There are many reasons that someone might put off writing their will, whether because of common myths they have heard or because it marks a time in their life they don’t wish to think about. However, a will is more than just a piece of paper; it is a legal document of your wishes and desires for your assets and family when you are gone. It can bring peace and order in the next step of their lives and give you the opportunity to ensure your estate is distributed in a way you approve of.
The idea of a will can be overwhelming, but these common myths no longer have to be a worry in your mind.
Myth One: I Don’t Own a Lot, I Don’t Need a Will
Wills are not only for the rich and famous, and they are not only for passing down assets. While assigning your assets is a significant part of a will, that is not the only important thing a will can outline. It allows you to choose guardians for your children, write your funeral wishes, and pick who administers your estate and takes care of your pets. A will is more than just distributing your assets; it can be a plan for those around you.
Myth Two: Everything Will Just Pass Down to My Spouse
Your spouse is entitled to joint accounts, possessions, and the estate when there are no children involved. If there are children, your spouse will only get the first $20,000, and the rest will be distributed. However, without a clear outline from a will, family and friends can dispute the process, which can become longer and more expensive for everyone involved. A will can ensure your estate gets handed to the proper people without an issue.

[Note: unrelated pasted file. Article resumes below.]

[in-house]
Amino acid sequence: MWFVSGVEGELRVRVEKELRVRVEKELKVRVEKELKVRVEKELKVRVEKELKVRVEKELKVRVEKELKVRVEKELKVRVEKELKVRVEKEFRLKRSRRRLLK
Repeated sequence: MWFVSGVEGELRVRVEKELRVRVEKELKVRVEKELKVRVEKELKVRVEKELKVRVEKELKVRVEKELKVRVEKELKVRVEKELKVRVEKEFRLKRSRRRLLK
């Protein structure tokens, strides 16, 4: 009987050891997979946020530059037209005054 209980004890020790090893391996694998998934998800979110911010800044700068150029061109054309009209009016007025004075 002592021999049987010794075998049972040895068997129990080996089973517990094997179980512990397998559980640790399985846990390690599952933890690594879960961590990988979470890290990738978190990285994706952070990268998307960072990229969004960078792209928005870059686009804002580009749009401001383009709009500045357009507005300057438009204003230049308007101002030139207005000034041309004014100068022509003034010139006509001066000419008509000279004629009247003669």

Myth Three: My Family Already Knows My Wishes, a Will is Unnecessary
While your family might know what you want, this does not ensure it will happen without a will. If you don’t have a will, your estate will go through the court, and they will decide how to distribute the items. Missouri’s intestacy laws will pass them to your spouse and children or your parents, siblings, and other family members if necessary. Ultimately, the court will not know or abide by your wishes if they are not properly outlined.
Myth Four: A Will is Expensive And Time-Consuming
The process of writing a will has become much quicker, easier, and less expensive. There is no need for long strenuous meetings. In Missouri, only a lawyer can write a will you can be sure is legal in the state. Finding an estate planning lawyer who can walk you through the process and ensure that all your wishes are well-defined is beneficial. A will is best when revisited every year or a few years to keep up with any life changes regarding beneficiaries or more significant wealth changes. The help from a lawyer those few times during your life can make the process quick and less expensive in the long run.
Myth Five: I Can’t Make One Yet, My Assets Keep Changing
A will should be created regardless of your changing assets. Ideally, a will is written before it is truly necessary, and if that is the case, your life has a lot of room for inevitable changes. A will covers your estate as a whole, meaning all the assets you held when the will became in use. You don’t have to list every bank account or asset within your will, so you do not need to rush to edit your will when something changes. If there are significant life changes, such as beneficiary adjustments, it is recommended that you go back and edit, but just because your assets continue to change does not mean you can’t write a will yet.
There can be many reasons to hold off writing a will, but they are an extension of us and our wishes and can be vital. If you have further questions or are looking for an estate lawyer to assist in your will, contact the team at Hartmann Law Office.